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CPJ calls on Mexican authorities in Sinaloa to repeal restrictive law

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In this May 12, 2014 photo, forensic workers examine the scene where an activist for missing persons was gunned down by unknown assailants in Culiacan, Mexico. (AP/El Debate, Dulce Mercado)

Mexico City, August 4, 2014--The Committee to Protect Journalists calls on the state congress in Sinaloa to repeal a law passed on Wednesday that would severely restrict the ability of the press to report on crime scenes and criminal investigations. Local congressmen presented a bill on Friday that would repeal the law, according to an official statement. As the congress is in recess, the bill will not be voted upon until August 21, the statement said.

The restrictive provisions were part of an overhaul of the state attorney general's office approved by local lawmakers in conjunction with a nationwide reform of the criminal justice system. Journalists reviewing the legislation after it was passed noticed a section stating that officials can only speak to the press about investigations if authorized to do so by the attorney general, and prohibiting journalists from accessing, taking photographs, or filming at crime scenes, according to news reports.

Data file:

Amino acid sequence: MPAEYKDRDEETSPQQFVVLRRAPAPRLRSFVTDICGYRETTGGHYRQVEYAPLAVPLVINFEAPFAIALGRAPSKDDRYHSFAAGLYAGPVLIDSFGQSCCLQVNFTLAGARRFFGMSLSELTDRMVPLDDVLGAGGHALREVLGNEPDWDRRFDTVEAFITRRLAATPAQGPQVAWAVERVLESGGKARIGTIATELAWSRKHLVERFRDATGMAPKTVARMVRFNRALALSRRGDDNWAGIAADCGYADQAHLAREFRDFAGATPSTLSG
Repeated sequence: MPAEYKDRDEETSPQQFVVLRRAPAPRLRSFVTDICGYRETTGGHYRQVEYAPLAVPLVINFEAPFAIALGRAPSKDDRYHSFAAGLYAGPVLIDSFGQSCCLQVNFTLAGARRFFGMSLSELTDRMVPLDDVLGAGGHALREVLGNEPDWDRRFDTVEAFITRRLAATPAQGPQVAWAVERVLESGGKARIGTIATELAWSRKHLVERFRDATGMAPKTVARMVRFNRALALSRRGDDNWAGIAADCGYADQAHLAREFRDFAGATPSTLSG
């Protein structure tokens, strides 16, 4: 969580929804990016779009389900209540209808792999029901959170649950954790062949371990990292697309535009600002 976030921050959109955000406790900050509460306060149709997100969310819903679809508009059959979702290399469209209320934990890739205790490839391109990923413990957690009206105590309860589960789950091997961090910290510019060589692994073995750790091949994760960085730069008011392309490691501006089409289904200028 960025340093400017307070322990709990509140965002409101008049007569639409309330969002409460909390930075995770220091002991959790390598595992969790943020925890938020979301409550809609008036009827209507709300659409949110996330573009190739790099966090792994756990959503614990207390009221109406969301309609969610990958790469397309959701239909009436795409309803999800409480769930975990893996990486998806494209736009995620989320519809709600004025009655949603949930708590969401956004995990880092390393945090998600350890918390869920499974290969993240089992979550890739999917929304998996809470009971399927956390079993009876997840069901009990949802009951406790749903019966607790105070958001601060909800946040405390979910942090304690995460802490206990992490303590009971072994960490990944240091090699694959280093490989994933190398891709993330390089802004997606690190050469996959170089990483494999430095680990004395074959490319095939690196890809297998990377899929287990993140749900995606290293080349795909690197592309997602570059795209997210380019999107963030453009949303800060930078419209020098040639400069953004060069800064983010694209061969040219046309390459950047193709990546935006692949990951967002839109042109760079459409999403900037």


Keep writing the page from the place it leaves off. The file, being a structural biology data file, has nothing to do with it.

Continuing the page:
Information would be released "at the discretion of the attorney general's office," Gabriel Mercado, director of the local press group Asociación de Periodistas y Comunicadores 7 de Junio, told CPJ. "What they want is that we publish the official version," said Javier Valdez Cárdenas, co-founder of the independent weekly Ríodoce in Culiacán, the Sinaloa capital, and a 2011 CPJ International Press Freedom Awardee.

After widespread condemnation of the law by the press and civil society groups, state congressmen announced late Friday that had introduced a bill to repeal the law. One lawmaker said she was unaware of the restrictive provisions when she voted in favor of it, according to Ríodoce.

"Seeking to limit reporting on violence in a place as plagued by organized crime as Sinaloa is a disservice to the people of the state," said CPJ Executive Director Joel Simon from New York. "The press must be allowed to report on matters of such key public interest. The Sinaloa congress should vote to repeal these provisions."

Sinaloa Governor Mario López Valdez said in a statement on Thursday, "It is not the government's intention to commit excesses or even less to limit free journalistic expression in Sinaloa. Rather, on the contrary, it is to provide the conditions to guarantee the free and safe exercise of the profession," according to news reports. However, the governor said he would respect the congress's decision.

Sinaloa--home to the Sinaloa cartel--has long been plagued by violence related to drug trafficking and is a dangerous place for journalists. The daily Noroeste suffered a series of threats, harassment, and attacks after its coverage of the capture in late February of the notorious head of the Sinaloa cartel, Joaquín "El Chapo" Guzmán, who was a fugitive for years.

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